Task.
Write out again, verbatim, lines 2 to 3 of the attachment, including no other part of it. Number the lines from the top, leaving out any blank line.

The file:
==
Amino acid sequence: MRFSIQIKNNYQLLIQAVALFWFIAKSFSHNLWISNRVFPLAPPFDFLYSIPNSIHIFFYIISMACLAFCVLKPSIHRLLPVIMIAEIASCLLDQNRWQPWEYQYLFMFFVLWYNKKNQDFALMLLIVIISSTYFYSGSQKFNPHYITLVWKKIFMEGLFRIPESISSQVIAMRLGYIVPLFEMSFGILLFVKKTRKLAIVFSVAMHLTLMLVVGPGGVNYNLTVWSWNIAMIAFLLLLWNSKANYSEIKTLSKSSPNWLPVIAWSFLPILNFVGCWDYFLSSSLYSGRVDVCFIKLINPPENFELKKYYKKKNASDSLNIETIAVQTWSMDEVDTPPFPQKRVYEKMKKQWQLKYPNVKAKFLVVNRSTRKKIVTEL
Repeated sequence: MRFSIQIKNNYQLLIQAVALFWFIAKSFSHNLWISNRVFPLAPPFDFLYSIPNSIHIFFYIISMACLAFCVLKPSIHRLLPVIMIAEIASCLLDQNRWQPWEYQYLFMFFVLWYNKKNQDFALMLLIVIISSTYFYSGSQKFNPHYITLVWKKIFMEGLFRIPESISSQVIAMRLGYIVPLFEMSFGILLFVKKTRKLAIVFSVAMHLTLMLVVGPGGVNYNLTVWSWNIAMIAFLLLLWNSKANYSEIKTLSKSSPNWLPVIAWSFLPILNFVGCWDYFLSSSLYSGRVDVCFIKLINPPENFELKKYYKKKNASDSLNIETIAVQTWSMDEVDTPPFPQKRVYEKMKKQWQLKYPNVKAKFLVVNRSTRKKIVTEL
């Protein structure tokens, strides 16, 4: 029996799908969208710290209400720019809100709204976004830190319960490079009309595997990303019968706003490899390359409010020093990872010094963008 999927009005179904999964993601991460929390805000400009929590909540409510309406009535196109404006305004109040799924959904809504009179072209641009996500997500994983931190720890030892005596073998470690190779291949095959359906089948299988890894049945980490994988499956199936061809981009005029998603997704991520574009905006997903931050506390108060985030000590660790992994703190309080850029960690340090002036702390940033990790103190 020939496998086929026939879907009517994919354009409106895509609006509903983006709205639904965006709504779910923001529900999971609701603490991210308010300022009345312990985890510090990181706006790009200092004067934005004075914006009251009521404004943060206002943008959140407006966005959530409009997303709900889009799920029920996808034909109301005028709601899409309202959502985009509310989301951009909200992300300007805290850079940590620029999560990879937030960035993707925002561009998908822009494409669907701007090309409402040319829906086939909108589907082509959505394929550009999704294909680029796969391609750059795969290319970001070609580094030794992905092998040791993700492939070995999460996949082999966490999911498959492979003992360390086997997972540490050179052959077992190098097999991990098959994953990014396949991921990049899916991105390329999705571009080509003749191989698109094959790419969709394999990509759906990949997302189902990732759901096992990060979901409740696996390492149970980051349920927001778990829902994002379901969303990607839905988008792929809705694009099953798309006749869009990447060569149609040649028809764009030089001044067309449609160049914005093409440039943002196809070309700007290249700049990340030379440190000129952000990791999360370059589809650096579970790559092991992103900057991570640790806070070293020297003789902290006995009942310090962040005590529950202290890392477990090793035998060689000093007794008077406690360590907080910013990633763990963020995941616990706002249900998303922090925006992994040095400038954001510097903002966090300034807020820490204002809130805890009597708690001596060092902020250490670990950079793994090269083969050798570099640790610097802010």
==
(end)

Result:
Repeated sequence: MRFSIQIKNNYQLLIQAVALFWFIAKSFSHNLWISNRVFPLAPPFDFLYSIPNSIHIFFYIISMACLAFCVLKPSIHRLLPVIMIAEIASCLLDQNRWQPWEYQYLFMFFVLWYNKKNQDFALMLLIVIISSTYFYSGSQKFNPHYITLVWKKIFMEGLFRIPESISSQVIAMRLGYIVPLFEMSFGILLFVKKTRKLAIVFSVAMHLTLMLVVGPGGVNYNLTVWSWNIAMIAFLLLLWNSKANYSEIKTLSKSSPNWLPVIAWSFLPILNFVGCWDYFLSSSLYSGRVDVCFIKLINPPENFELKKYYKKKNASDSLNIETIAVQTWSMDEVDTPPFPQKRVYEKMKKQWQLKYPNVKAKFLVVNRSTRKKIVTEL
């Protein structure tokens, strides 16, 4: 029996799908969208710290209400720019809100709204976004830190319960490079009309595997990303019968706003490899390359409010020093990872010094963008 999927009005179904999964993601991460929390805000400009929590909540409510309406009535196109404006305004109040799924959904809504009179072209641009996500997500994983931190720890030892005596073998470690190779291949095959359906089948299988890894049945980490994988499956199936061809981009005029998603997704991520574009905006997903931050506390108060985030000590660790992994703190309080850029960690340090002036702390940033990790103190 020939496998086929026939879907009517994919354009409106895509609006509903983006709205639904965006709504779910923001529900999971609701603490991210308010300022009345312990985890510090990181706006790009200092004067934005004075914006009251009521404004943060206002943008959140407006966005959530409009997303709900889009799920029920996808034909109301005028709601899409309202959502985009509310989301951009909200992300300007805290850079940590620029999560990879937030960035993707925002561009998908822009494409669907701007090309409402040319829906086939909108589907082509959505394929550009999704294909680029796969391609750059795969290319970001070609580094030794992905092998040791993700492939070995999460996949082999966490999911498959492979003992360390086997997972540490050179052959077992190098097999991990098959994953990014396949991921990049899916991105390329999705571009080509003749191989698109094959790419969709394999990509759906990949997302189902990732759901096992990060979901409740696996390492149970980051349920927001778990829902994002379901969303990607839905988008792929809705694009099953798309006749869009990447060569149609040649028809764009030089001044067309449609160049914005093409440039943002196809070309700007290249700049990340030379440190000129952000990791999360370059589809650096579970790559092991992103900057991570640790806070070293020297003789902290006995009942310090962040005590529950202290890392477990090793035998060689000093007794008077406690360590907080910013990633763990963020995941616990706002249900998303922090925006992994040095400038954001510097903002966090300034807020820490204002809130805890009597708690001596060092902020250490670990950079793994090269083969050798570099640790610097802010």